University at Buffalo - The State University of New York
Skip to Content
Recent Trends in Oral Cavity Cancer Research Support in the United States. - PubMed - NCBI
Format

Send to

Choose Destination
See comment in PubMed Commons below
J Dent Res. 2017 Jan;96(1):17-22. doi: 10.1177/0022034516680556.

Recent Trends in Oral Cavity Cancer Research Support in the United States.

Author information

1
1 Carman and Ann Adams Department of Pediatrics, Wayne State University School of Medicine, Detroit, MI, USA.
2
2 Molecular Therapeutics Program, Karmanos Cancer Institute, Wayne State University School of Medicine, Detroit, MI, USA.
3
3 Department of Otolaryngology-Head and Neck Surgery, Wayne State University School of Medicine, Detroit, MI, USA.
4
4 Barbara Ann Karmanos Cancer Institute, Detroit, MI, USA.
5
5 Department of Oral and Maxillofacial Pathology, University of Pittsburgh Medical Center, Pittsburgh, PA, USA.
6
6 Department of Oral Health Sciences and the Center for Oral Health Research, Medical University of South Carolina, Charleston, SC, USA.
7
7 Department of Microbiology and Immunology, Medical University of South Carolina, Charleston, SC, USA.
8
8 Hollings Cancer Center, Medical University of South Carolina, Charleston, SC, USA.

Abstract

The objectives were to characterize oral cavity cancer (OCC) funding from the National Institutes of Health (NIH) with a secondary aim of comparing NIH support provided to OCC and other malignancies. NIH awards supporting OCC inquiry from 2000 to 2014 were accessed from the NIH RePORTER database. These data were used to evaluate temporal trends and the role of human papilloma virus and to determine the academic training and professional profiles of the principal investigators. Comparison of 2014 funding levels with other malignancies was also performed, controlling for incidence. Overall funding totals decreased considerably after 2009. Funding administered through the National Institute of Dental and Craniofacial Research (NIDCR) was 6.5 times greater than dollars awarded by the National Cancer Institute in 2000. During the period evaluated, NIDCR support decreased in most years, while National Cancer Institute support increased and approached NIDCR funding levels. Funding for human papilloma virus-related projects gradually rose, from 3.4% of dollars in 2000 to 2004 to 6.2% from 2010 to 2014 ( P < 0.05). A majority of principal investigators had a PhD omnia solus (57%), and 13% possessed dual PhD/clinical degrees. Among clinicians with specialty training, otolaryngologists and oral/maxillofacial pathologists garnered the most funding. OCC had a 2014 funding:incidence ratio of $785, much lower than for other malignancies. There has been increased volatility in funding support in recent years possibly due to budget cuts and sequestration. The National Cancer Institute has played an increasingly important role in supporting OCC research, concomitant with decreasing NIDCR support. Our findings suggest that OCC is underfunded relative to other non-oral cavity malignancies, indicating a need to increase the focus on rectifying the disparity.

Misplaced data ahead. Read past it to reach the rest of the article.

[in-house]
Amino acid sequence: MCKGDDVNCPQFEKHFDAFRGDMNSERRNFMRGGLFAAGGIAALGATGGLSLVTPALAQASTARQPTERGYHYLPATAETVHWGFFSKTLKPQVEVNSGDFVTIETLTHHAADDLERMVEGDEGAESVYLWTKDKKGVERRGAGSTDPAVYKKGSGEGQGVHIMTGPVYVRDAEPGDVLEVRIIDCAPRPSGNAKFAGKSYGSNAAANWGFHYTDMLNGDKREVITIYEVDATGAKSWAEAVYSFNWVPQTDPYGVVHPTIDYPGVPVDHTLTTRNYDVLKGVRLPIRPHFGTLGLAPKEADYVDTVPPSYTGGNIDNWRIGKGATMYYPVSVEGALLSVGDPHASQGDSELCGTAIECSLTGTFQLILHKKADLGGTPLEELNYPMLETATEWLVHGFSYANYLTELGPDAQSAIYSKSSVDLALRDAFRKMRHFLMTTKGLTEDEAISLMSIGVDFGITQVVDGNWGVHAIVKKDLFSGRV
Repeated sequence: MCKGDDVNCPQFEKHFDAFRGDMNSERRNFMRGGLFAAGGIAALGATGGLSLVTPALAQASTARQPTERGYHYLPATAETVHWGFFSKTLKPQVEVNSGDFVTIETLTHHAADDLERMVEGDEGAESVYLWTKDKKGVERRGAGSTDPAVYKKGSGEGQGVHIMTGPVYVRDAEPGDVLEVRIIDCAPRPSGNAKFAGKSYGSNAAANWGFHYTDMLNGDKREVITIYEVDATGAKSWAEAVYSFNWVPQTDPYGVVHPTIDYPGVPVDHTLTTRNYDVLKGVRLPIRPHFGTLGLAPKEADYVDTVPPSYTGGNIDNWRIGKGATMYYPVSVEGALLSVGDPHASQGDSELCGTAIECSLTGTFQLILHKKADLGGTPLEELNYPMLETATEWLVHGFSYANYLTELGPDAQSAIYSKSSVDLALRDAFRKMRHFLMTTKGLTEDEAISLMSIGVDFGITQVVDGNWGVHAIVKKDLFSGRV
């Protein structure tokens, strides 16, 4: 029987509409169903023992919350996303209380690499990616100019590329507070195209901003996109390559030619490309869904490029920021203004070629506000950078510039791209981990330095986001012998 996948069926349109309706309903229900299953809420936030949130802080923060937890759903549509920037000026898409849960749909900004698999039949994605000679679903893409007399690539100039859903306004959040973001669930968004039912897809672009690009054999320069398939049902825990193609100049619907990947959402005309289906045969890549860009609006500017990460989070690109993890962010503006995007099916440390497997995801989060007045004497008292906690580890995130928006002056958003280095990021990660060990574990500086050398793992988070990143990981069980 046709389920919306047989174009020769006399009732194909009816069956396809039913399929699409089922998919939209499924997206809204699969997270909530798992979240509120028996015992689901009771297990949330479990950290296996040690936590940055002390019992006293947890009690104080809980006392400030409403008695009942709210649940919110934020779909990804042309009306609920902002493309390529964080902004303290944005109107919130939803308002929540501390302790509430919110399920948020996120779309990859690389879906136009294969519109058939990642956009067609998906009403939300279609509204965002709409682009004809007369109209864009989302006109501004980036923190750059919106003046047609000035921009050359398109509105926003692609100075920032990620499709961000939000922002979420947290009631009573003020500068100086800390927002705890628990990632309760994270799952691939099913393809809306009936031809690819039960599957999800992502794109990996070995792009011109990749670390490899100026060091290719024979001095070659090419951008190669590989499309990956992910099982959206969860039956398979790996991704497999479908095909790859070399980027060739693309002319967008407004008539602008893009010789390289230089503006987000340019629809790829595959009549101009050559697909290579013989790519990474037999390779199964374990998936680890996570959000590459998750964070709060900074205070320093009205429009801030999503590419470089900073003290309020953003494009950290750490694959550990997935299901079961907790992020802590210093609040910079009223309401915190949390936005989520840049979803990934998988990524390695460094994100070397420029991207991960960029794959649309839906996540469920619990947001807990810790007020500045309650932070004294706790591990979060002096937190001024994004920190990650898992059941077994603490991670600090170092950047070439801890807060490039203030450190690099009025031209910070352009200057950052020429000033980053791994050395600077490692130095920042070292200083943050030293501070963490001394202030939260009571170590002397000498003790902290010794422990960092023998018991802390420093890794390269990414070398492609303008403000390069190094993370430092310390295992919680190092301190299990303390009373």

KEYWORDS:

HNSCC; NIH funding; OCC; OSCC; OSCC funding; oral cancer

PMID:
28033064
DOI:
10.1177/0022034516680556
[Indexed for MEDLINE]
PubMed Commons home

PubMed Commons

0 comments
How to join PubMed Commons

    Supplemental Content

    Full text links

    Icon for Atypon
    Loading ...
    Support Center